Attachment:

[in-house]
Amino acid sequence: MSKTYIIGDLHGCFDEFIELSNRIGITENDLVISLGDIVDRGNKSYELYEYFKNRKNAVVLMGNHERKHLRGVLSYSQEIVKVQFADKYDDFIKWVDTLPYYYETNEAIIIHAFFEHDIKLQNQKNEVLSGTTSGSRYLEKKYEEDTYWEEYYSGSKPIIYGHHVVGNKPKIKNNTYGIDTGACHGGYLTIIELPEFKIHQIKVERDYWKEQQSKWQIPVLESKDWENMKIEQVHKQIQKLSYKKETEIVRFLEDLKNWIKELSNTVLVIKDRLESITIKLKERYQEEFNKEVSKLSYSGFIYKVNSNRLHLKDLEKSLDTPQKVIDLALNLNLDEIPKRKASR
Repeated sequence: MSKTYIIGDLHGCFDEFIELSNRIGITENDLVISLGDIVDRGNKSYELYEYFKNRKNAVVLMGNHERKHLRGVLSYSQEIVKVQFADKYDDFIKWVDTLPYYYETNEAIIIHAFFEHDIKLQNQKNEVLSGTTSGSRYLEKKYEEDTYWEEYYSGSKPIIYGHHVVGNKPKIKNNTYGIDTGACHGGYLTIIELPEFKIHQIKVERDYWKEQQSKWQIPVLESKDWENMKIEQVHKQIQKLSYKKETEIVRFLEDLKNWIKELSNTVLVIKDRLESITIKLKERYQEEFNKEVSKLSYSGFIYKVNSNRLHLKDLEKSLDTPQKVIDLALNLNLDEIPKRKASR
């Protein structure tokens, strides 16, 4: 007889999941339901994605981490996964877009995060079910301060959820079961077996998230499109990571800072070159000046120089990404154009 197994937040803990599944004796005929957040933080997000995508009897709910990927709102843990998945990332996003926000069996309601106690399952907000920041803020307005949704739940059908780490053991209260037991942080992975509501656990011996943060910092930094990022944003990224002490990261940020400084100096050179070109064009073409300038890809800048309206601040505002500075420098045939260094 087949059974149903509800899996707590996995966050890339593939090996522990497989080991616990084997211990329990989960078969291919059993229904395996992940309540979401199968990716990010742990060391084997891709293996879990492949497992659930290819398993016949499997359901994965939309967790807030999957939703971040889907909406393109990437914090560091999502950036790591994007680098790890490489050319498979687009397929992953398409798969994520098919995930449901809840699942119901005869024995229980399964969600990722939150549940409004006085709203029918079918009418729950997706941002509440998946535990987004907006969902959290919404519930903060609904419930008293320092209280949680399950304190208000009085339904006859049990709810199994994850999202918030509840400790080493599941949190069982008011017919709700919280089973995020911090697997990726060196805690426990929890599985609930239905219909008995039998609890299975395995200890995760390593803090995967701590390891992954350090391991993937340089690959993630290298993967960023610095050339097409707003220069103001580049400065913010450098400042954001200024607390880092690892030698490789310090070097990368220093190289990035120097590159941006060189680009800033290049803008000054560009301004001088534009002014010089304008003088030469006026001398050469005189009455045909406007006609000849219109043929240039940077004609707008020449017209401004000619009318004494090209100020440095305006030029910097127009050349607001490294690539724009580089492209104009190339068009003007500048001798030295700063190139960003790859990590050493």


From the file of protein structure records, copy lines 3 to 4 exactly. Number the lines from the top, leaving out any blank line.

Repeated sequence: MSKTYIIGDLHGCFDEFIELSNRIGITENDLVISLGDIVDRGNKSYELYEYFKNRKNAVVLMGNHERKHLRGVLSYSQEIVKVQFADKYDDFIKWVDTLPYYYETNEAIIIHAFFEHDIKLQNQKNEVLSGTTSGSRYLEKKYEEDTYWEEYYSGSKPIIYGHHVVGNKPKIKNNTYGIDTGACHGGYLTIIELPEFKIHQIKVERDYWKEQQSKWQIPVLESKDWENMKIEQVHKQIQKLSYKKETEIVRFLEDLKNWIKELSNTVLVIKDRLESITIKLKERYQEEFNKEVSKLSYSGFIYKVNSNRLHLKDLEKSLDTPQKVIDLALNLNLDEIPKRKASR
């Protein structure tokens, strides 16, 4: 007889999941339901994605981490996964877009995060079910301060959820079961077996998230499109990571800072070159000046120089990404154009 197994937040803990599944004796005929957040933080997000995508009897709910990927709102843990998945990332996003926000069996309601106690399952907000920041803020307005949704739940059908780490053991209260037991942080992975509501656990011996943060910092930094990022944003990224002490990261940020400084100096050179070109064009073409300038890809800048309206601040505002500075420098045939260094 087949059974149903509800899996707590996995966050890339593939090996522990497989080991616990084997211990329990989960078969291919059993229904395996992940309540979401199968990716990010742990060391084997891709293996879990492949497992659930290819398993016949499997359901994965939309967790807030999957939703971040889907909406393109990437914090560091999502950036790591994007680098790890490489050319498979687009397929992953398409798969994520098919995930449901809840699942119901005869024995229980399964969600990722939150549940409004006085709203029918079918009418729950997706941002509440998946535990987004907006969902959290919404519930903060609904419930008293320092209280949680399950304190208000009085339904006859049990709810199994994850999202918030509840400790080493599941949190069982008011017919709700919280089973995020911090697997990726060196805690426990929890599985609930239905219909008995039998609890299975395995200890995760390593803090995967701590390891992954350090391991993937340089690959993630290298993967960023610095050339097409707003220069103001580049400065913010450098400042954001200024607390880092690892030698490789310090070097990368220093190289990035120097590159941006060189680009800033290049803008000054560009301004001088534009002014010089304008003088030469006026001398050469005189009455045909406007006609000849219109043929240039940077004609707008020449017209401004000619009318004494090209100020440095305006030029910097127009050349607001490294690539724009580089492209104009190339068009003007500048001798030295700063190139960003790859990590050493």